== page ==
Thursday, July 7, 2011

Good Stuff

On Tuesday, my friend, Susan, invited me to her house to teach me how to hand-dye fabric using a low-water immersion method.  She has a superb set-up in her garage and has been doing this for some time now.  She had guidelines printed out for me and a work station all set up.  I arrived with a rather heavy box of supplies donning my favorite painting shorts.  A few minutes demo and I was on my way.  I quickly abandoned her guidelines, not because they weren't helpful, but more so because I am a magpie who pays attention to every shiny thing that goes by.

I quickly began making various combinations of dye mixes and before I knew it I had 36 fat quarters in 16 oz Solo cups doing their chemical thing.  Rinsing the dye out was a bit like Christmas - or perhaps fireworks - Ooh - Ahh.

By the end of the day I arrived home with a bag of fabrics that needed to be washed and dried and this is what came out of my dryer.  More oohing and aahing.

36 fat quarters
Not bad for a first attempt.

The following day I set up my own dyeing station outside.  Not as cushy as Susan's but still very manageable.  Rather than attack so many colors, I decided to try chartreuse and China red.  I also had some black, blue violet and Cayman Island green left over so I wanted to finish those so they didn't go to waste.  Having used up all my Pimatex, I used some PFD Kona cotton that I had, some velveteen and overdyed some commercial prints that I had purchased for this purpose.  I also overdyed some fabrics that I just thought were ugly.  Here is what came of my solo flight of dyeing.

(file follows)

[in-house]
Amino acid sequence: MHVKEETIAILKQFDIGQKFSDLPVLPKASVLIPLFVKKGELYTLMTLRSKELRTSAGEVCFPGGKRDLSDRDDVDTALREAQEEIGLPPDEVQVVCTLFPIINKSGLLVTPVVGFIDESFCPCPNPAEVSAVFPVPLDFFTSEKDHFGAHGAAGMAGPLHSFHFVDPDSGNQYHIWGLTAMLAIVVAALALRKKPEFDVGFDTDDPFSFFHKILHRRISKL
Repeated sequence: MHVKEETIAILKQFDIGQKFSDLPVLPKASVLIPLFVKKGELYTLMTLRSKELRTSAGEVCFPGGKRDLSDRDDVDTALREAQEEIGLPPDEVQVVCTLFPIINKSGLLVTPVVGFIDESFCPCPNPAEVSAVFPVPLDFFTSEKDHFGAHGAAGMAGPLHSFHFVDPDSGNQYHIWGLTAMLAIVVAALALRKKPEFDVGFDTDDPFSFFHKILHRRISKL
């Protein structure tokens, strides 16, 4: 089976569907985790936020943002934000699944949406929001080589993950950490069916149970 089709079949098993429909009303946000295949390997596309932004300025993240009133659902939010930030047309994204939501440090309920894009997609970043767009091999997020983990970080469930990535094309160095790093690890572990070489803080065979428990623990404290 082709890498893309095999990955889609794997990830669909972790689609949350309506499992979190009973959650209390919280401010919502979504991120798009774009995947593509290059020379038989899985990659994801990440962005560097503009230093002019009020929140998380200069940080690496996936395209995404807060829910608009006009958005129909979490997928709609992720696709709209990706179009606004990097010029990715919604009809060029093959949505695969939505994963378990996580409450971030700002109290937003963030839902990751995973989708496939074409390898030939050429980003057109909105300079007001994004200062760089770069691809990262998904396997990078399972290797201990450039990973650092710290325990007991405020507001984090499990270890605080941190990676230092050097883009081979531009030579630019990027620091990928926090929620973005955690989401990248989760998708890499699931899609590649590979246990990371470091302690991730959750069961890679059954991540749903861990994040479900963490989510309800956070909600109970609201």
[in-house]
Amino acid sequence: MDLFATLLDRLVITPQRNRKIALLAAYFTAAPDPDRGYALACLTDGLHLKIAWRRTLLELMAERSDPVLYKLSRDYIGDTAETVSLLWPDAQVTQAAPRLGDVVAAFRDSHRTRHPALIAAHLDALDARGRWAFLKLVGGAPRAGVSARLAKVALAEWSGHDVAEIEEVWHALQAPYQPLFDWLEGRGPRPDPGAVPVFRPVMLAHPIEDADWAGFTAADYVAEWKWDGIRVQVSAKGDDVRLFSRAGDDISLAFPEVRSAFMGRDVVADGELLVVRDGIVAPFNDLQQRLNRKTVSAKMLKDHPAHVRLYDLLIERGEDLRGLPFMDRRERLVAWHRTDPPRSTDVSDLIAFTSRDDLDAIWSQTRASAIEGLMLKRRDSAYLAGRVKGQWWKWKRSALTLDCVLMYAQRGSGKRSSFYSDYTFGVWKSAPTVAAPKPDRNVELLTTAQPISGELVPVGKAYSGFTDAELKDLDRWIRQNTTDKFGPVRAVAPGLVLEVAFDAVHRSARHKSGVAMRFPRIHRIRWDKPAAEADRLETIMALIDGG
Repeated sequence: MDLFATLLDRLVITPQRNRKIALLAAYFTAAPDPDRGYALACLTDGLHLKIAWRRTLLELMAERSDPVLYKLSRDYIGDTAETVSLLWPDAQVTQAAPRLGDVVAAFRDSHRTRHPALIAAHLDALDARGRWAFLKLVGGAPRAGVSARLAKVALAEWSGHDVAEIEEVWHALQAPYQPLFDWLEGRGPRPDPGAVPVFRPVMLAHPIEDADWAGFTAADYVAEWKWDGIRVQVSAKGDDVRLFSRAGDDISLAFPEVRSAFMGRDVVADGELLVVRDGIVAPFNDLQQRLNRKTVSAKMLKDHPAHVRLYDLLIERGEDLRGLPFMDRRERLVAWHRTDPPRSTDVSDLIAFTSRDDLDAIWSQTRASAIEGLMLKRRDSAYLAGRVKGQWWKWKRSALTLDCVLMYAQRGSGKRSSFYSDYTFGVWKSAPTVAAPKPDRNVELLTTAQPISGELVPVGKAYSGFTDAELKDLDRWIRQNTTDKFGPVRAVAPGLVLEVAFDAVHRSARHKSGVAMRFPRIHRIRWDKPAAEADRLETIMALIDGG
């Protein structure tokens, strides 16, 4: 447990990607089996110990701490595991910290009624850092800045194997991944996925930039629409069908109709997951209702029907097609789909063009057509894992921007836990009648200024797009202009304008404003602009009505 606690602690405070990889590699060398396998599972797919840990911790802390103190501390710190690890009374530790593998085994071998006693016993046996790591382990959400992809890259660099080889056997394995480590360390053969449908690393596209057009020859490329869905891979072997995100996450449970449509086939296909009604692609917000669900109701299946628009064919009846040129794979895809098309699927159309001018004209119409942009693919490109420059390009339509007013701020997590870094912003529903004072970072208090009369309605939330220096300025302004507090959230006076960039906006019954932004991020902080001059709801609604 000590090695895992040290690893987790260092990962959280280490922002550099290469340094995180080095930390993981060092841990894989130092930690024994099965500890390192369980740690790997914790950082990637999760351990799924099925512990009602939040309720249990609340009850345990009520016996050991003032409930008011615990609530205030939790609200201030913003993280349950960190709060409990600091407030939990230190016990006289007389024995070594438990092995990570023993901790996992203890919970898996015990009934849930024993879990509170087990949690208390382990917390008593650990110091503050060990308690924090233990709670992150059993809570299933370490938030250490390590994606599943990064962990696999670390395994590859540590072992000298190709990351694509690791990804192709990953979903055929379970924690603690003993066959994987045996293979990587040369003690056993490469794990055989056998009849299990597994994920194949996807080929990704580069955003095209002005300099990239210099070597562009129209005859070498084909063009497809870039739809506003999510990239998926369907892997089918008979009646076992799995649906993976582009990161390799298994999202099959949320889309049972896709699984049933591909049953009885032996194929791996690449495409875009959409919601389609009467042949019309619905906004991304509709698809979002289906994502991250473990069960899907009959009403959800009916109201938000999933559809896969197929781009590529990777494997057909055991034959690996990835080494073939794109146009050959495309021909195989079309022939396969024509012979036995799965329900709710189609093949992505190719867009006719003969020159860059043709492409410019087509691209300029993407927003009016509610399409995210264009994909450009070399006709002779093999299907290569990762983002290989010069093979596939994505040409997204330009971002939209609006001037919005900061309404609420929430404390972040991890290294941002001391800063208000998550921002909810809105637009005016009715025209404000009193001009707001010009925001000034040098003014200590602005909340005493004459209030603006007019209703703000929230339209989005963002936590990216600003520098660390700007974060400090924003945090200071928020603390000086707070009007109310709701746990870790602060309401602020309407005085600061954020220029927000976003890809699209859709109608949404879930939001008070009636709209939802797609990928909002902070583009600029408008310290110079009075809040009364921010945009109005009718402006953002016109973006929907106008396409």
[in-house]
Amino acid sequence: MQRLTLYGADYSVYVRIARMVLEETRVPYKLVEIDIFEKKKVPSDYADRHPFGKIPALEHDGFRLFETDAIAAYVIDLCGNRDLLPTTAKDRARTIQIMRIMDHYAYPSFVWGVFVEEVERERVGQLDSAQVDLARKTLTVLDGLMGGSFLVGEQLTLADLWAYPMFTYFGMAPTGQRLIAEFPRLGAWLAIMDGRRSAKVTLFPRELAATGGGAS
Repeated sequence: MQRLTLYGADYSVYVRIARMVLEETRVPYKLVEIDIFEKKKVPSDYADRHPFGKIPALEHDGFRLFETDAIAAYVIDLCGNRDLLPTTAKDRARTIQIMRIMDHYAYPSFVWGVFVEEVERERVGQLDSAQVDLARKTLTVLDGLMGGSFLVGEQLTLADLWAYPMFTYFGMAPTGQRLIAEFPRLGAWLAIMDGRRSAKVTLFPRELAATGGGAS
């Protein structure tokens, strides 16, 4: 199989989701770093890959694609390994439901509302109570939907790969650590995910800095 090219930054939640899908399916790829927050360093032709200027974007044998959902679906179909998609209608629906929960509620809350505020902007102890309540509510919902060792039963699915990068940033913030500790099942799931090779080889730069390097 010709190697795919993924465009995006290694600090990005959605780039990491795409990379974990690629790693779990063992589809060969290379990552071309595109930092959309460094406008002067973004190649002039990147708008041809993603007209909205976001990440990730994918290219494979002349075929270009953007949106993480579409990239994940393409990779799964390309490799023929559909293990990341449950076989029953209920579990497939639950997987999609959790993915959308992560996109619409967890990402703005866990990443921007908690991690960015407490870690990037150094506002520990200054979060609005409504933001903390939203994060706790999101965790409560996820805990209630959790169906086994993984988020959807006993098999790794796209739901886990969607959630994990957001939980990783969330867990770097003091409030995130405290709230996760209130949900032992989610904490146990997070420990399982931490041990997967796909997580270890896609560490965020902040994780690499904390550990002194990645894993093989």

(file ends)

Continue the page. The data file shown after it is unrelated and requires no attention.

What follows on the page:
The left side is the leftover blue violet and Cayman Island green.  The blue violet velveteen is my favorite.  The right side are the chartreuse and China red mixed with yellow or black leftover dye.  All in all, I'm very happy with this batch.

However, this can be addicting.  I have already ordered more fabric and soda ash.  Just a word of warning to those of you who haven't tried this yet.


  1. Wow you got some terrific results! Love the overdyes! It tempts me to run outside & mix up some dyes ... but I'm in Florida & it's much too hot here to spend much time outside. I do most of my dyeing in the spring & fall. The low-immersion gives such a "blotchy" job - I like it the best. (I use canning jars). Can't wait to see more!

  2. A wonderful start for you that I suspect you will explore more and more. How great to have such excellent results on your first tries!